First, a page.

In no particular order:
1. What’s the impact of the changing composition of the Senate on the judicial confirmation process? Presumably this means a tougher road ahead for more controversial lower-court nominees, but it’s not clear to me how the details will work out there. If Obama gets another Supreme Court nomination in the next two years, the extra GOP Senate seats really change the calculus: Whereas the Dems previously had the votes to confirm pretty much anyone, a nomination to fill a future Supreme Court vacancy in the next two years would genuinely be in doubt. Putting the pieces together, yesterday’s election results are good news if you’re Merrick Garland but bad news if you’re Goodwin Liu.
2. The award for New Member of the Senate Who Would Be Most Likely To Blog at the Volokh Conspiracy — I know, it’s a very prestigious award — goes to Mike Lee, who was elected to the U.S. Senate from Utah. Mike clerked for Justice Alito, both on the Third Circuit and Supreme Court, and he was both an AUSA and a lawyer at Sidley and later Howrey. (Perhaps he’ll be the first U.S. Senator to guest-blog here?) He also wins the award for First Senator-Elect to Have Argued a Case in My Computer Crime Law Casebook — I know, that award is very prestigious, too — for having argued a commerce clause challenge to the federal child pornography statutes, United States v. Jeronimo-Bautista (see pages 547-52). Come to think of it, I think he will also be the first U.S. Senator who is younger than I am (about 48 hours younger – kids today).
3. Christine O’Donnell did much better than I expected when she received the GOP nomination. O’Donnell only lost to Coons by about 17%, which was a much narrower gap than when she lost to Joe Biden in the 2008 Senate race. It’s interesting to ponder how the dynamic of the Senate would be different if Mike Castle had won the GOP nomination, as he very likely would have trounced Coons. (Castle might have won as a write-in, too, although he opted not to try — appropriately, I think.) But so it goes.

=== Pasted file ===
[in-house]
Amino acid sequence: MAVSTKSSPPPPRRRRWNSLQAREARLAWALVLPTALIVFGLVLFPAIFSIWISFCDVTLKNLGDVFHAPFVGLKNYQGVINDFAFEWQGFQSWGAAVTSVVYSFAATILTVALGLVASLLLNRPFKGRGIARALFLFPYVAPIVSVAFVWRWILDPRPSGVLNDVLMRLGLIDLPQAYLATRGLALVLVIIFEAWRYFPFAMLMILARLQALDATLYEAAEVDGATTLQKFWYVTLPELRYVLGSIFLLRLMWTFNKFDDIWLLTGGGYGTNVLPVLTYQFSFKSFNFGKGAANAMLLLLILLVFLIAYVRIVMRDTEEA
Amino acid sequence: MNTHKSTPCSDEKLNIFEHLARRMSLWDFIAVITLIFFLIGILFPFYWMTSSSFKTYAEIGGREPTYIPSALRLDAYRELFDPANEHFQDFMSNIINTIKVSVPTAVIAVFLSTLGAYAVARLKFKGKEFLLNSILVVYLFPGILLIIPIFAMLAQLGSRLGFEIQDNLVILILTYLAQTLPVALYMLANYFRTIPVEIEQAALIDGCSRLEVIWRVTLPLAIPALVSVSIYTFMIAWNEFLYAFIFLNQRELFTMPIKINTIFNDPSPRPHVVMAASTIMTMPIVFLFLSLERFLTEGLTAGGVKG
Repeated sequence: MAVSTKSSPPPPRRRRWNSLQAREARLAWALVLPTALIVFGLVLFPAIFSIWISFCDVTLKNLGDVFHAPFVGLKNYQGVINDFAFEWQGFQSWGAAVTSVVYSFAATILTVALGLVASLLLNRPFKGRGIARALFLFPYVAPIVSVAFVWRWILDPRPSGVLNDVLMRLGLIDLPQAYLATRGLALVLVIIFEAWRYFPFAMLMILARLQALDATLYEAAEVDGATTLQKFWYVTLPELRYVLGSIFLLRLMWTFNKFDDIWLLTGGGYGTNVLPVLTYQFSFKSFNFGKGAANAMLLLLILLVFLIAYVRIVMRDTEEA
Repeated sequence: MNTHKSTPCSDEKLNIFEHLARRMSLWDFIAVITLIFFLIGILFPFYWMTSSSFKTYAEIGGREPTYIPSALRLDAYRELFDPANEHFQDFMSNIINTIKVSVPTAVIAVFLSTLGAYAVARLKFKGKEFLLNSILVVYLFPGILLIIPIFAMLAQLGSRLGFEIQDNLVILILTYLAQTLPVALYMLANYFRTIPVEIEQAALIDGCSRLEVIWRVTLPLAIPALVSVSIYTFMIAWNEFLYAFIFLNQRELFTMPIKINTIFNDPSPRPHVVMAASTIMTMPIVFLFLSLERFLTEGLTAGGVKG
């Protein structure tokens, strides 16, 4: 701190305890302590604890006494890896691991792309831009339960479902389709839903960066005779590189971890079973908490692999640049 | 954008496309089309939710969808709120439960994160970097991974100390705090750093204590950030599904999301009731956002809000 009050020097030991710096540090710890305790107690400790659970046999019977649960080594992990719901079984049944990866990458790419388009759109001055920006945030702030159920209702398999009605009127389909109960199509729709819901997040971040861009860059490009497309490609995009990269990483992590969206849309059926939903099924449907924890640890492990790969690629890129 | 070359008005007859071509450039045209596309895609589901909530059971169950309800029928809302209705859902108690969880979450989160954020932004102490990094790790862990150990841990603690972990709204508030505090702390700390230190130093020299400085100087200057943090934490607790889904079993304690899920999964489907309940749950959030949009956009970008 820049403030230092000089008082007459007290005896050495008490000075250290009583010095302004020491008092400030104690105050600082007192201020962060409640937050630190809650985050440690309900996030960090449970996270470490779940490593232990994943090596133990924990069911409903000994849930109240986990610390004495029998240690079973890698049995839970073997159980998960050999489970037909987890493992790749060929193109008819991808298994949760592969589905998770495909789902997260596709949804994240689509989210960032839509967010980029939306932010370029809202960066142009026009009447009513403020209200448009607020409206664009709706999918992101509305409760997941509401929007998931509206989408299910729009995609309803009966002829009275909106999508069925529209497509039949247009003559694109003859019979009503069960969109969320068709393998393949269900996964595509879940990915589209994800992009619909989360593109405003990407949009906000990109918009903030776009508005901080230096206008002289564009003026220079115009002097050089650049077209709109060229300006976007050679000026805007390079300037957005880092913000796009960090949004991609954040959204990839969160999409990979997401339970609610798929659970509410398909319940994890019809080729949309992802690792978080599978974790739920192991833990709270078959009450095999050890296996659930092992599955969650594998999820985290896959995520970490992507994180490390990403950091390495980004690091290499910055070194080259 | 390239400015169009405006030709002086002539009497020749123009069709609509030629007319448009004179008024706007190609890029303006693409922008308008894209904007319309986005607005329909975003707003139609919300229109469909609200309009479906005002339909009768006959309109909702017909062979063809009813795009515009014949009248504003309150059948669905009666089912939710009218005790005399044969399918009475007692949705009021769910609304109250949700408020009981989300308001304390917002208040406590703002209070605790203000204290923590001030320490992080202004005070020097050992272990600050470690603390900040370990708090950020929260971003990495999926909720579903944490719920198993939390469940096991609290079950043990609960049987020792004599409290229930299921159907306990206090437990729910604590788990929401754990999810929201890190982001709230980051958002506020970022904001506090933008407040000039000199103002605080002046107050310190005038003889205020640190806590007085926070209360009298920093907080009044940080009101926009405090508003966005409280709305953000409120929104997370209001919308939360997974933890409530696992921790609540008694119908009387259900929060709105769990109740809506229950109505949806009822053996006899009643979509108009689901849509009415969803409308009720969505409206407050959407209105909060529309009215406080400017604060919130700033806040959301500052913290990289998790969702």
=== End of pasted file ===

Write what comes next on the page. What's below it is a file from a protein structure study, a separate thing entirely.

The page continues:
4. The good news for Christine O’Donnell is that her Senate loss probably has made her career. She can now publish a book about her experience that no doubt will be a huge seller, and she can charge some serious speaker fees to speak to conservative groups. She’ll now make more money, and have more fun, than she would have had in the Senate. That’s not a bad outcome.
5. I suppose it’s time to ramp up the press statements about whether this is a mandate for the GOP, with positions reversed from 2008, which in turn were reversed from 2004? Ah, politics.
6. As Nate Silver points out, “Only 460 days to the Iowa caucuses!”